Rule 20 of the proposed Federal Rules of Appellate Procedure would continue to make the judge a respondent in all applications for mandamus or prohibition. It would deem all parties below other than the petitioner to be respondents, and would permit a joint answer by all the respondents. It would require the Court of Appeals to order the judge as well as other respondents to answer the petition within a fixed time, but would authorize the judge, if he does not desire to contest the petition, to so advise the clerk and parties by letter, in which event the petition would not be taken as admitted by the judge's failure to answer. The Advisory Committee's note states that these provisions are based on Supreme Court Rule 31. See 34 F.R.D. 263, 294-295 (1964).
In the First Circuit the practice is to caption the application "In re (or In the Matter of)", followed by the petitioner's name. The judge is designated as a respondent in all mandamus cases, but the successful parties are permitted to intervene and to file an answer instead of the respondent judge. See In re Union Leader Corp., 292 F.2d 381, 384 (1 Cir. 1961). This practice is not without its problems. See Ibid., at n. 4.
To the effect that the judge should not be named as a respondent, see Gresham v. Superior Court, 44 Cal.App.2d 664, 112 P.2d 965, 967 (1941); 6 Moore, Federal Practice (1953), ¶ 54.10 , pp. 72-3.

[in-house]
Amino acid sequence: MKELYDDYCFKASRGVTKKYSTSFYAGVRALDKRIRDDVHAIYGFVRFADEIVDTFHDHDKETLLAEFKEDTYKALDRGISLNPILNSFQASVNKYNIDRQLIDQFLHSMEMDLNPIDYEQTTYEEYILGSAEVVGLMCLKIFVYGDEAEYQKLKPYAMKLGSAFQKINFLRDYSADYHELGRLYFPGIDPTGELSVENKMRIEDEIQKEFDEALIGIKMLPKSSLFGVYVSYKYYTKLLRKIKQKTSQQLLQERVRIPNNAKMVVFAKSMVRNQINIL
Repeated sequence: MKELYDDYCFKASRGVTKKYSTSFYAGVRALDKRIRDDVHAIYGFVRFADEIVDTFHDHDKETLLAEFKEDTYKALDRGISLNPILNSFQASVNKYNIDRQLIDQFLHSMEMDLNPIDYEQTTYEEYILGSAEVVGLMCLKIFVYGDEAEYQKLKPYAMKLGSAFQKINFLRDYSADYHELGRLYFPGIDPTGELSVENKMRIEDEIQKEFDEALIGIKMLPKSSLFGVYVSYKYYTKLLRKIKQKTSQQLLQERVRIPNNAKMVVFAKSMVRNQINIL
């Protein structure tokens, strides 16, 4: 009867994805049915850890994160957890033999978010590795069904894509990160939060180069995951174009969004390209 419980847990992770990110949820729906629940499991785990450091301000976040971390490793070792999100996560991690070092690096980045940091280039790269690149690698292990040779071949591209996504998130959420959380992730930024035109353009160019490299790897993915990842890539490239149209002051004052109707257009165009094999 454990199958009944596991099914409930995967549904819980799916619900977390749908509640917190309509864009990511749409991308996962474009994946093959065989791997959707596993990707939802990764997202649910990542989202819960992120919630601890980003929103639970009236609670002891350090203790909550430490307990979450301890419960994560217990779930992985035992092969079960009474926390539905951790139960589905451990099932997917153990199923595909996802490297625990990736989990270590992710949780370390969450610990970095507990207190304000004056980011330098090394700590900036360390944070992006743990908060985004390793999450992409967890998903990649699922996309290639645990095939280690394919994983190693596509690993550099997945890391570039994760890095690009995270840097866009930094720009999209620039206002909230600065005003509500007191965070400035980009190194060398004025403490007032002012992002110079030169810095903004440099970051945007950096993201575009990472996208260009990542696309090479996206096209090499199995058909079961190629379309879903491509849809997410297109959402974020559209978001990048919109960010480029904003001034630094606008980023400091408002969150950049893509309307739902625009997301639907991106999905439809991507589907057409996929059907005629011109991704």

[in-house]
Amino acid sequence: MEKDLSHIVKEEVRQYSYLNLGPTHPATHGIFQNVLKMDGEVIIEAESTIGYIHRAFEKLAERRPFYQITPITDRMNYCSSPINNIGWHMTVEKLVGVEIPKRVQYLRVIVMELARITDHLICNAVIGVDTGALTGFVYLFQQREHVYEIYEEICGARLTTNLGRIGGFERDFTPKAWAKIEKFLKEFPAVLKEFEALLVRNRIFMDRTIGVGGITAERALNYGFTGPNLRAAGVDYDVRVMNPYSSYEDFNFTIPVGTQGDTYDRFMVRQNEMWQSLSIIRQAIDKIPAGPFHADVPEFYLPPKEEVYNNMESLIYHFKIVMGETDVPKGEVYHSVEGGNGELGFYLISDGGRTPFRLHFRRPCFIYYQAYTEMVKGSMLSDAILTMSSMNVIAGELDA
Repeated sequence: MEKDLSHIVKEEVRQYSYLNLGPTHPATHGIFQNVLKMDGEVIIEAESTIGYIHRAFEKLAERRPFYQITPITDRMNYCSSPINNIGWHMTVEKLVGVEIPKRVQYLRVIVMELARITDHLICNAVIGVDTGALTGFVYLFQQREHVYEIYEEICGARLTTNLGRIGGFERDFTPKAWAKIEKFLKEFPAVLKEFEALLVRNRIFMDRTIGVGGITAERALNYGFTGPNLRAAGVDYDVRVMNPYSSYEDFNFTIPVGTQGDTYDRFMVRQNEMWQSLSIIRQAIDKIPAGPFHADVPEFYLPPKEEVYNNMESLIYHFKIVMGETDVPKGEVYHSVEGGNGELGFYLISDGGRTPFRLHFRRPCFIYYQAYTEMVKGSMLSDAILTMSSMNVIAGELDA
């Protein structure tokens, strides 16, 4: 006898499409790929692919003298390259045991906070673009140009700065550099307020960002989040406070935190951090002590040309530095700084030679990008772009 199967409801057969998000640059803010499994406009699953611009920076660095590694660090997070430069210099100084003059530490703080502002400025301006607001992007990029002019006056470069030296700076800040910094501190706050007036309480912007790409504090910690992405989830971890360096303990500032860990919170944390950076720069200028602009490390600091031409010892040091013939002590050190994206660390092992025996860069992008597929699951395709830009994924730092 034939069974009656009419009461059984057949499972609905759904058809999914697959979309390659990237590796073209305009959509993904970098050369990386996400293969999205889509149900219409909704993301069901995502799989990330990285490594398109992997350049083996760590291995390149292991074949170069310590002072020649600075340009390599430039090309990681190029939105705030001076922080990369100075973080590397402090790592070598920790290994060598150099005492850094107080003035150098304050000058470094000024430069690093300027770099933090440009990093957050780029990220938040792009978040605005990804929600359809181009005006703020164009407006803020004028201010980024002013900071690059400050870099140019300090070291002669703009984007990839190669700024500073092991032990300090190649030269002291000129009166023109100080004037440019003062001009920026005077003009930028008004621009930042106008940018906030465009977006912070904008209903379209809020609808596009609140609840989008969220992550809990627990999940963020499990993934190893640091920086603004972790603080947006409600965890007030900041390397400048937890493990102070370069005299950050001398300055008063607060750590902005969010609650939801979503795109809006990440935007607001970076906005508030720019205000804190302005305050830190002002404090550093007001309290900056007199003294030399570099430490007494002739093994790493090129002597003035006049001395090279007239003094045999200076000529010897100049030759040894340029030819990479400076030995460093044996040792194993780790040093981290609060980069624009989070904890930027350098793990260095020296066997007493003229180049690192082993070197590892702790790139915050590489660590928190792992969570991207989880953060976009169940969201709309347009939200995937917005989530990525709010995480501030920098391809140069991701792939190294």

This procedure will make it unnecessary for us to issue any preliminary orders to the judge on the filing of a petition for mandamus. It will keep him from becoming entangled as an active party to litigation in which his role is judicial and in which he has no personal interest. It will make it unnecessary for a judge to retain counsel and thus will avoid burdening him with the undesirable alternatives of acting as his own counsel, or seeking outside counsel to serve him with or without charge, or obtaining the services of counsel for the successful parties who continue to serve their clients by acting as his nominal counsel. A judge will thus be guarded from engaging in ex parte discussions with counsel or aligning himself even temporarily with one side in pending litigation.
There will, of course, remain the rare occasion in which the ground for the application is extrinsic to the merits of a decision. Examples of this class of cases are Davis v. Board of School Commissioners of Mobile County, Ala., 318 F.2d 63 (5 Cir. 1963), where a judge was required to rule promptly on a motion for preliminary injunction; and Hall v. West, 335 F.2d 481 (5 Cir. 1964), where a recalcitrant judge was ordered to proceed pursuant to the 1954 desegregation order of the Supreme Court. In this class of cases the judge as the respondent may, without being required to do so, file an answer and contest the petition and where appropriate, intervention by interested parties will be allowed.